Sometimes I wish that I was more obviously ‘autistic’.
And that makes me sound awful. It makes me sound like I’m fetishisizing a tired neurotypical stereotype, romanticising a set of struggles and challenges that I, despite being autistic, do not face. It makes me feel like a terrible person to feel that way. It also pours concrete on the ridiculous notion that there is a ‘typical’ way to be autistic.
It’s nothing less than internalised ableism. But that is something we need to talk about.
When I was a child in primary school, I remember wishing with all my might that the people bullying me would finally snap and hit me. Because then I would have tangible, physicical proof that the eye couldn’t deny. Maybe then, I reasoned, someone would actually do something about it.
But it never happened. And the pain continued.
Unfortunately, the times that I need the most support are the moments in which it is most difficult to verbalise my need for help. And because it isn’t a tangible, obvious thing – to stick with my previous comparison, there’s no bruising as evidence that I’ve been injured – people assume there’s nothing wrong.
I wish that the difficulties I have were more stark, so that they could be recognised by others – so that I wouldn’t have to explain myself over and over and over, so that they wouldn’t continue to question even after I’ve given them what they need, so that I wouldn’t be stuck with this awkwardly subconscious neurotypical mask, making people believe that I’m fine, no really, I’m fine.
So that, in a room full of other autistic people, I wouldn’t have that sudden all consuming shudder that I don’t belong here, that maybe this is a big mistake, that maybe this community I feel safe in isn’t actually my community at all, and it’s all a matter of time before they figure it out and kick me disgustedly out of the door. Locking it behind me. Never letting me back in because I’m a fraud.
I’ve made it sound like I don’t feel comfortable in the company of other autistic people. On the contrary, I feel so comfortable. Although we are all different and do not all share the same experiences, there’s a definite sense of oh, these people get it. And because I’ve found somehwere that makes me feel so comfortable, I am struck with the irrational fear that I will lose it.
I feel it when someone brings up an experience that I don’t recognise in myself. I feel it when I get a funny look after telling someone for the first time. I feel it when I remember the psychiatrist refusing to refer me to the autism unit because there was ‘no way’ my self diagnosis of autism was right. I felt it in the pangs of guilt I got when I was granted an access card marked ‘autism’ at Disneyland, and I felt it peppered through the amazing time I had with what it gave me. I feel it when parents or carers of ‘low-functioning’ (see why I hate functionality labels here) autistic people dismiss my experiences or opinions because I’m not ‘autistic’ enough to talk alongside them.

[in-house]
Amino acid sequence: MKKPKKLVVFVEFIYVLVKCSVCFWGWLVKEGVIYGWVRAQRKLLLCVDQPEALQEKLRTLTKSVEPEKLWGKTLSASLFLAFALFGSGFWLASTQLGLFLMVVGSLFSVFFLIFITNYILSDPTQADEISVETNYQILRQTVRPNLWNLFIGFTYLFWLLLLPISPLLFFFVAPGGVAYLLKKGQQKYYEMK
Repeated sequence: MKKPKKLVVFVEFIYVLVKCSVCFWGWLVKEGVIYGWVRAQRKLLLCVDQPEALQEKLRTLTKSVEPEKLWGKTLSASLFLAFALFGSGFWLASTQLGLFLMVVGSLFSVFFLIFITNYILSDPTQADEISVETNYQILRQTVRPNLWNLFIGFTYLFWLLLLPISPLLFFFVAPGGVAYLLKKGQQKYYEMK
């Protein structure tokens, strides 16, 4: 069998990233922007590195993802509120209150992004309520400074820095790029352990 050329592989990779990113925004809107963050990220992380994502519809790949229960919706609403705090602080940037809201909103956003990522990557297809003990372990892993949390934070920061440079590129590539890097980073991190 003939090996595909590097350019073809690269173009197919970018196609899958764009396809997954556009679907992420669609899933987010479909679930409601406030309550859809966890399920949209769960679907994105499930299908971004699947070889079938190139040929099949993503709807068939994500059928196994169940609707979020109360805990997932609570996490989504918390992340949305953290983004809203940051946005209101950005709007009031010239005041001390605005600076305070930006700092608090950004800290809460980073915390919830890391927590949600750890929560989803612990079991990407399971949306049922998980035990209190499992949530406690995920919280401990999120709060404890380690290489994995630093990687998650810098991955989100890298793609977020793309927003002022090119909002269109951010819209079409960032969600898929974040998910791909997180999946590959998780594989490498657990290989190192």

I feel it when people who know still manage to forget.
And the swish-swish-swishing of my own internalised ableism leads me to wish that I presented more ‘typically’, more ‘severely’, or as if I fit neatly into any of the other nonsense categories neurotypicals like to impose on us.
I feel like an imposter in my own community, in my own neurotype, and in my own skin.
In a room full of people I know I belong with, I find myself thinking: but what if I don’t?
It was only a short time ago that I realised that I wasn’t the only one, and that there was a name for what I was feeling.
This feeling is called Imposter Syndrome.
My newfound knowledge came from a post by the author Neil Gaiman, in which he described feeling out of place at a gathering of influential people (artists, scientists, ‘discoverers of things’) – waiting for someone to realise he didn’t qualify to be here.
Then he bumped into Neil Armstrong. And Neil Armstrong felt the same way.
Let’s unpack that.
The first human to walk on the moon felt like an imposter at a gathering of influential people. No wonder I sometimes feel like an imposter in a room full of autistic people (or at an event with an autistic focus).
Take this common thread of human insecurity, and add a dash of ableist expectations imposed by a violently neurotypical world, and you have the perfect recipe for the feelings I have described.
It’s the same type of concoction that creates my inevitable uneasiness at Pride parades – the human condition of self doubt, with a sprinkling (or landslide) of the biphobia I’ve seen and heard around the LGBTQIA+ community since I came out nearly ten years ago.
Why can’t we come up with some nice recipes for a change?
I’m still working on what a recipe like that may look like. But I’m guessing the ingredients would include open conversation about internalised ableism, more time in autism specific spaces, the mutual support and understanding between autistic people, and a nice hefty dose of neurotypical people minding their own damned business.
Whatever I, and maybe other people, might need in order to face and conquer the creeping threat of Imposter Syndrome, I know that acknowledging it and talking about it is a good first step.
Because I’m not a fraud. And I do belong here.